“The bottom line is we have to be able to do this at scale,” Sundaram said. “I certainly believe this could lay the groundwork potentially for an evidence-based, unbiased metric to assess concussions or TBIs at any hospital in any community.”
Kristofer Bouchard, principal investigator for Lawrence Berkeley’s Neural Systems and Engineering Lab, reported on research he and his colleagues have done in combining AI with biomarkers and clinical outcomes to characterize 30 different types of TBI, which eventually will help to predict complex patient outcomes. Jim Brase, LLNL’s deputy associate director for programs in the Computing Directorate, said not only are the DOE national laboratories’ advanced supercomputers and artificial intelligence methods pushing the state-of-the art in TBI research, but the labs’ ability to disseminate and protect sensitive data offers collaborators an existing infrastructure to share massive amounts of clinical medical data.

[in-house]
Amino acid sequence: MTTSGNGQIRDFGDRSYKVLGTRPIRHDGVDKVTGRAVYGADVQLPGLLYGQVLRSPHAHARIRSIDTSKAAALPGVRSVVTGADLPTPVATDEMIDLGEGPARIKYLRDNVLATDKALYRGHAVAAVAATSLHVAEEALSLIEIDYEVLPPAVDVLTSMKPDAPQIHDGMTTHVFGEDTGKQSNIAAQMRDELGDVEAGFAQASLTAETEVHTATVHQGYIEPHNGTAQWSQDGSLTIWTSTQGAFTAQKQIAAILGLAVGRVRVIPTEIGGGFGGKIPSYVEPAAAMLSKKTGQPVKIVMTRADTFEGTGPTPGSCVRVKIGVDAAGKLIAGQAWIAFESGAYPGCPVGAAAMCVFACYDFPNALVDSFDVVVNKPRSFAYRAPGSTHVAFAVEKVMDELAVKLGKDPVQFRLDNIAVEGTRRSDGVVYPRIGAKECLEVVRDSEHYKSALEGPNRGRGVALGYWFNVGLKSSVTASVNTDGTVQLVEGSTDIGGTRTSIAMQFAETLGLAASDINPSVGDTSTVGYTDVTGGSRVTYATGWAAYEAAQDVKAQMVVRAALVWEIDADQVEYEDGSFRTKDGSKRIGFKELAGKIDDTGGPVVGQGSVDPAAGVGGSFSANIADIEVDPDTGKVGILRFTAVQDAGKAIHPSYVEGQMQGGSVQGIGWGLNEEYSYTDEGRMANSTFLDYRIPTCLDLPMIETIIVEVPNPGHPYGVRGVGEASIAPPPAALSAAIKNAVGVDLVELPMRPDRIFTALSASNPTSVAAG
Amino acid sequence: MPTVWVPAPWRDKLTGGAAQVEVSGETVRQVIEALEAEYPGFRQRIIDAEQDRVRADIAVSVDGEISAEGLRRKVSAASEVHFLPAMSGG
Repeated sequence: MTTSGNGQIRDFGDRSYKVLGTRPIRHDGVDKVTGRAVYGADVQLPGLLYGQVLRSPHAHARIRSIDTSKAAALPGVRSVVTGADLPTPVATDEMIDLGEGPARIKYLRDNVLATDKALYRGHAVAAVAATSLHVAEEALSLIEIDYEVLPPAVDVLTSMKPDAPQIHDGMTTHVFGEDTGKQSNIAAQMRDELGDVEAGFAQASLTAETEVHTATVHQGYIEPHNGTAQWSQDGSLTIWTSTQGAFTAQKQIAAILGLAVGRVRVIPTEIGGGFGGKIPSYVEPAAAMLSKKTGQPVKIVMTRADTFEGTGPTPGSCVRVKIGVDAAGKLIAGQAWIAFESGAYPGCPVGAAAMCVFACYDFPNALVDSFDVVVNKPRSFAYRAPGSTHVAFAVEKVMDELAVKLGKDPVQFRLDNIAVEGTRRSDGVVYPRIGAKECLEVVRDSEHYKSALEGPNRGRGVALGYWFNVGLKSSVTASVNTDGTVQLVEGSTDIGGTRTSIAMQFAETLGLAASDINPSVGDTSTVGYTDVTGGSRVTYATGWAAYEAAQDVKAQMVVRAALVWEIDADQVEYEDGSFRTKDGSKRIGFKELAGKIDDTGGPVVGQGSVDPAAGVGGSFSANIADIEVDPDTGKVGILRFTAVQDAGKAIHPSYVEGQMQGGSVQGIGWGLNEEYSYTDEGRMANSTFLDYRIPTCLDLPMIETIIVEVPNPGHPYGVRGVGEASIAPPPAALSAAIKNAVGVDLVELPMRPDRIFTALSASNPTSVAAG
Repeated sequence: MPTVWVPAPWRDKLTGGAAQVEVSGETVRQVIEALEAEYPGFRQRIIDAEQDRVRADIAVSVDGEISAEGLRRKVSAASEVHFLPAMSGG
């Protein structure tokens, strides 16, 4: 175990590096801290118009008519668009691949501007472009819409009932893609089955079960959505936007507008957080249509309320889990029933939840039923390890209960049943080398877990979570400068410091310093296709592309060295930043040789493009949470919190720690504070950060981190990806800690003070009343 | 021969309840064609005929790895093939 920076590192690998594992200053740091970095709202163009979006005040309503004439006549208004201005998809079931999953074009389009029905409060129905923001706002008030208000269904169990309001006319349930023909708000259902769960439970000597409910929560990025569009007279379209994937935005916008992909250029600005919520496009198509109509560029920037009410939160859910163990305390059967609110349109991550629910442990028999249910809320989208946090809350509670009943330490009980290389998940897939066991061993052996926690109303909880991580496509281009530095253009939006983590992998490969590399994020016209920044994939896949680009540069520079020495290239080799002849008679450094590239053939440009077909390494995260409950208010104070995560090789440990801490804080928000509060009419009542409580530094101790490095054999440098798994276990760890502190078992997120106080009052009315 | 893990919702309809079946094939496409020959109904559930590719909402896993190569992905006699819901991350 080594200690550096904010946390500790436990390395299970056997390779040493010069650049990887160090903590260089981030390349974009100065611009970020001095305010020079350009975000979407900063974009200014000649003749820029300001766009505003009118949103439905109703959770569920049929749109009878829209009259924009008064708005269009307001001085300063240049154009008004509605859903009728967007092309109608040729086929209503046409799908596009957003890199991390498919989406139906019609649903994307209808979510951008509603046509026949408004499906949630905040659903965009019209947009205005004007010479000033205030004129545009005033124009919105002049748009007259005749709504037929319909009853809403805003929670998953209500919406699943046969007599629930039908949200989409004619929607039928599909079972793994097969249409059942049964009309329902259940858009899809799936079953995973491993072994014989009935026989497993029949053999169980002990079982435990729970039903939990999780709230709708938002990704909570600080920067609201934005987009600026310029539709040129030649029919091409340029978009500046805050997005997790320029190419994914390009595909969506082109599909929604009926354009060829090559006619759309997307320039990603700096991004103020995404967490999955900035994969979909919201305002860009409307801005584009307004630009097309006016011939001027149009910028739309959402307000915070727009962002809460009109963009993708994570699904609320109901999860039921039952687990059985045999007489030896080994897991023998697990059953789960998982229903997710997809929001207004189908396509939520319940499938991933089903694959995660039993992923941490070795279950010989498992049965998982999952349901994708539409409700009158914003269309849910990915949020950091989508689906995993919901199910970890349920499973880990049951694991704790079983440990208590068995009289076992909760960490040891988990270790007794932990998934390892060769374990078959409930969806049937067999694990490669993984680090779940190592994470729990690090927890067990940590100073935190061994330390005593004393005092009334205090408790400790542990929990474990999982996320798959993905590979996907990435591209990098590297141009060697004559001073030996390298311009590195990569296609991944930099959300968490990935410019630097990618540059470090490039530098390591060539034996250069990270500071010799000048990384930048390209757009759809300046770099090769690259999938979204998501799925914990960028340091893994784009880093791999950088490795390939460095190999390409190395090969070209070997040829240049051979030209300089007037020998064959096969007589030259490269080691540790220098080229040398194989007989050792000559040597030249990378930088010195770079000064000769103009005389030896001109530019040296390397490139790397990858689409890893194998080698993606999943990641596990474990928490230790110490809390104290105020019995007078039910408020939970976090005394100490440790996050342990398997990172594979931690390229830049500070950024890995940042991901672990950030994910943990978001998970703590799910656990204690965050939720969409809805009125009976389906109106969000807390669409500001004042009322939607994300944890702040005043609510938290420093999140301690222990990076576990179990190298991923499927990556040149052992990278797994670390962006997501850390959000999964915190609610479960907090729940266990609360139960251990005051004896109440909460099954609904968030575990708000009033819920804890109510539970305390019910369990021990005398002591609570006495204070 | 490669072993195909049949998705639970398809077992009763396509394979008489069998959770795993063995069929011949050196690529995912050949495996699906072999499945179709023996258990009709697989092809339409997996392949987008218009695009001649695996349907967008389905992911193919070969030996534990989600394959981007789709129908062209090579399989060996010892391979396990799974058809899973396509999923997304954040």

“The kinds of things we can bring to this, these resources, the supercomputers, the people who actually know how to use them to solve problems coming together with the collection of people we have here today, make this a unique team,” Brase said. “If we’re going to have a chance to take on a problem like TBI and make significant headway in how we treat and predict this, this is it.”